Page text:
From Business Week
At least when it comes to this year's tax bite, there isn't much advice H&R Block, or any other financial professional, can give Jennings that will ease the sting. Tax professionals estimate that he'll owe nearly half of his winnings in taxes. Any savvy sheltering moves, such as setting up a 529 college savings account for his child or an individual retirement account for himself, would only help in future years.
"He may have won on Jeopardy!, but from a tax point of view, he has lost," says Ed Zelinsky, a professor of tax law at the Benjamin N. Cardozo School of Law in New York. That's because one-time, earned income game-show winnings face some of the harshest taxation there is, he says. Twenty years ago, it would have been a different story. Prior to tax-law changes in 1986, prizes and awards were tax-free. But in 2004, the new era of regulatory scrutiny means tax-sheltering schemes are a clear no-no, Zelinsky says.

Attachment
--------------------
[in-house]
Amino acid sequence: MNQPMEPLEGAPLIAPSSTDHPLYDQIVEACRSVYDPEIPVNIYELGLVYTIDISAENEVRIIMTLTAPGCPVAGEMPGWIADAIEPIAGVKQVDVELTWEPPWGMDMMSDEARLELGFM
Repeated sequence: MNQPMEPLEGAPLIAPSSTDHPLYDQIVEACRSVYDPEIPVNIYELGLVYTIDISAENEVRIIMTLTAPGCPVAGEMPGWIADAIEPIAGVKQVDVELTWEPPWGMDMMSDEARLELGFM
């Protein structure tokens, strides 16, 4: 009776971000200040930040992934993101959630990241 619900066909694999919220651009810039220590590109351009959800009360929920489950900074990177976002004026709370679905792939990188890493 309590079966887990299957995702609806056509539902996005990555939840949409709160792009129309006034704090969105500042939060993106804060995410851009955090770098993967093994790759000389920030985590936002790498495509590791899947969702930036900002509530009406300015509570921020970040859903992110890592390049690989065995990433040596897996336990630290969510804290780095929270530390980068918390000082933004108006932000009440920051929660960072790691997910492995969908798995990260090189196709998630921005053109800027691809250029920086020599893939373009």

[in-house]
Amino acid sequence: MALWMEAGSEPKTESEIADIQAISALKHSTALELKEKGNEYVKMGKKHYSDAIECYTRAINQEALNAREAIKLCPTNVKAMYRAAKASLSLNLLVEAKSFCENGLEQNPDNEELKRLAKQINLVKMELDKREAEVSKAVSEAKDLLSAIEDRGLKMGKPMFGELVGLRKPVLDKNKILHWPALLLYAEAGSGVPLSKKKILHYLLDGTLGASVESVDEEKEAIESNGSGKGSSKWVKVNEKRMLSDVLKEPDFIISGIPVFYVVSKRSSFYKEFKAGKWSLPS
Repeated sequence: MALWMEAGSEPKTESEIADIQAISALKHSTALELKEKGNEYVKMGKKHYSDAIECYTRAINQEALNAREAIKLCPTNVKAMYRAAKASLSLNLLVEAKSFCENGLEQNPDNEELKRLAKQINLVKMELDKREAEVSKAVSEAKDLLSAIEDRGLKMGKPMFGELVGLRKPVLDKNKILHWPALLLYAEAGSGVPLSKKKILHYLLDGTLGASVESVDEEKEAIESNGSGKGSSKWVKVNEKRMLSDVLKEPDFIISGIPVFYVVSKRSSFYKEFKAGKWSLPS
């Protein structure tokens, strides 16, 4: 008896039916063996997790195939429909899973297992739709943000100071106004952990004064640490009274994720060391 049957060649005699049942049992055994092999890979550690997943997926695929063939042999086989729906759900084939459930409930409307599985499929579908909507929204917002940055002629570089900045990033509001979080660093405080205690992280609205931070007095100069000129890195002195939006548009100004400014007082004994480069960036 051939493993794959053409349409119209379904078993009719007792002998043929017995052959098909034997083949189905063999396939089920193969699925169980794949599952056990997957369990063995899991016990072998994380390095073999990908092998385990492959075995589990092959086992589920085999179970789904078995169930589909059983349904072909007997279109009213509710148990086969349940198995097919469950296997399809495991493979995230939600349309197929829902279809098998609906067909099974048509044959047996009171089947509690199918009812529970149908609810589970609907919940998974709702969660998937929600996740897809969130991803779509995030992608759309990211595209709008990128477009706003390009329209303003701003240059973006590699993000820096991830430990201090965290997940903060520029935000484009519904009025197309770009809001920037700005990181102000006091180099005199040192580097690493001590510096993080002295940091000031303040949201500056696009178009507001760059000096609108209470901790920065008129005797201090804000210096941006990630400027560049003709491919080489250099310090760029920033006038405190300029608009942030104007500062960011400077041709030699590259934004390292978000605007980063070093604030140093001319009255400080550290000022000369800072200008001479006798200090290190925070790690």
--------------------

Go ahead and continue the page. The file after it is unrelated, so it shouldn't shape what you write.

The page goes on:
That leaves Jennings with one option: "Pay your taxes, and be happy with what's left over," advises Richard Upton, a tax attorney at New York firm Patterson, Belknap, Webb & Tyler. He can lessen his tax burden by giving some of his winnings to charity, but his taxable income would only be reduced only by the amount he gave away, which doesn't net him any more in the end.
What a raw deal! I think there should be one more addition to the tax code: That nobody be forced to pay a higher tax rate than that paid by Teresa Heinz Kerry.